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The Qualified Mortgage Rule: What Impact Is It Having?

If you’ve been afraid that you won’t be able to qualify for a home loan or refinance because of the new rules that went into effect in January, your fears may be unfounded. While the Consumer Financial Protection Bureau’s (CFPB) controversial “qualified mortgage” rule has made the process more difficult for some borrowers, the effects have been less severe than those many analysts originally predicted.

What’s the Qualified Mortgage Rule?

You may also have heard this rule referred to as the ability to repay rule. Under it, the government will only consider a home loan to be a qualified mortgage if the lender has thoroughly verified the borrower’s ability to repay his or her obligation. A qualified mortgage should be less likely to go into default, and in exchange for extending credit responsibly, the lender receives legal protections from the government.

What’s the Actual Result?

Before the CFPB implemented it, many professionals in the industry predicted the qualified mortgage rule would make it impossible for a large percentage of eligible borrowers to buy or refinance. However, according to anecdotal evidence from loan originators, the impact has been less negative than expected. In fact, an MSN Real Estate article recently quoted one Connecticut loan officer stating, “We do thousands of loans and I would say in the last six months we’ve had only a handful that were impacted.”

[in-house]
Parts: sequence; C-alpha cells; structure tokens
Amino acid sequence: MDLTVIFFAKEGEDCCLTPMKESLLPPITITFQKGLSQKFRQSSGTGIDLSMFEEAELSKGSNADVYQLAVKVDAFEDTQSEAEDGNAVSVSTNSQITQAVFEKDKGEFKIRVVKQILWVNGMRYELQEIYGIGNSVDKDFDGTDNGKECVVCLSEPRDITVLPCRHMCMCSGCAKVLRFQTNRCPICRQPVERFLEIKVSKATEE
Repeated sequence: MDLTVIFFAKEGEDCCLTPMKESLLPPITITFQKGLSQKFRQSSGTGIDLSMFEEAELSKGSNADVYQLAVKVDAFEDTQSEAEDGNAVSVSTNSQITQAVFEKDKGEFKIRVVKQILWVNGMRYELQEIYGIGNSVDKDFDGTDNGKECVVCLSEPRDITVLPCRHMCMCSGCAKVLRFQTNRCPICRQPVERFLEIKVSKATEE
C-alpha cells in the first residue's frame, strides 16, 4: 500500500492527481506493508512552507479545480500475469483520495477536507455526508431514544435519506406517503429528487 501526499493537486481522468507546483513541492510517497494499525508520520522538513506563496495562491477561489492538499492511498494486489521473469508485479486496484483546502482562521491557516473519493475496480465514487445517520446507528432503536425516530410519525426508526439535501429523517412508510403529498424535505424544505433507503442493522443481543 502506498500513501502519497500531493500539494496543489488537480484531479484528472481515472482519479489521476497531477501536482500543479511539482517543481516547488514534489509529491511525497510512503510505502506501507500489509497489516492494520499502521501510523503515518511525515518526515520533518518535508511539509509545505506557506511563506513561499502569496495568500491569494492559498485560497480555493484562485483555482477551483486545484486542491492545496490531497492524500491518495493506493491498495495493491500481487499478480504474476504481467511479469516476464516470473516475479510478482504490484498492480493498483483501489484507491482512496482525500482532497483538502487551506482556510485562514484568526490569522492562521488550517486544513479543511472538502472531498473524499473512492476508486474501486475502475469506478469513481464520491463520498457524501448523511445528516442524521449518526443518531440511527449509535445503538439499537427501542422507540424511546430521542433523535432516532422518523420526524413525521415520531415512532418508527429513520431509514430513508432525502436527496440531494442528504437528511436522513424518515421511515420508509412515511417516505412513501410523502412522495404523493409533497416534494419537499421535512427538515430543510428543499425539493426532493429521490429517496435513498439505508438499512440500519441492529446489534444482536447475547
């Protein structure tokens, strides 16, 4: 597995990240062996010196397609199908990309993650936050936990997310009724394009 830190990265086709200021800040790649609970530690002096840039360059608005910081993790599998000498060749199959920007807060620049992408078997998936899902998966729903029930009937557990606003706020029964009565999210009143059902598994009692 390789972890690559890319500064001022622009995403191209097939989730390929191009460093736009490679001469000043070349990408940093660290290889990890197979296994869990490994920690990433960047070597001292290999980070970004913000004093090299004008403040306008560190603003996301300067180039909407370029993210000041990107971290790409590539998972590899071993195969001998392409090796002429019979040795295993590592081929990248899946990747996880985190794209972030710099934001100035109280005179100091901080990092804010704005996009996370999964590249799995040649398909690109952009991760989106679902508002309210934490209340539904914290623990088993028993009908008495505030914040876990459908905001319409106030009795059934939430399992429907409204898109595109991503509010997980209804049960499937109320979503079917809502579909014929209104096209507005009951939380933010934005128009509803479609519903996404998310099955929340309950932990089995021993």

High Debt-to-Income is Not a Problem

When qualifying a mortgage, lenders must consider the borrower’s debt-to-income (DTI) ratio. They calculate this by dividing how much you owe each month (in all debts, including the mortgage) by your monthly gross income. A DTI of 43 percent was widely publicized as the maximum DTI allowed for qualified mortgages under the new rule.

However, this is not entirely true. The rule allows small creditors to offer qualified mortgages with DTIs higher than 43 percent. A lender is a small creditor if it had under $2 billion in assets and made no more than 500 mortgages in the previous year. Additionally, the rule does not prohibit large lenders from extending home loans to consumers with DTI greater than 43 percent. While these loans are not qualified mortgages—and don’t come with legal protections for the lender—they are not illegal.

Most Don’t Have Trouble Getting Loans

If you have a stable job for which you receive W-2s, collect paychecks regularly, and need a home loan for an amount within the conforming loan limit (which varies between $417,000 and $625,500 depending on geographic location), the qualified mortgage rule is unlikely to affect your home buying or refinancing experience. If you are self-employed, work on commission or need a jumbo loan, the process may be a little more difficult than it was before implementation of the new rule.

Whether you’ve been dreaming of buying a home or reducing your monthly mortgage payments with a refinance, your real estate professional can help. With experience and dedication on your side, you may find you have nothing to fear from the qualified mortgage rule.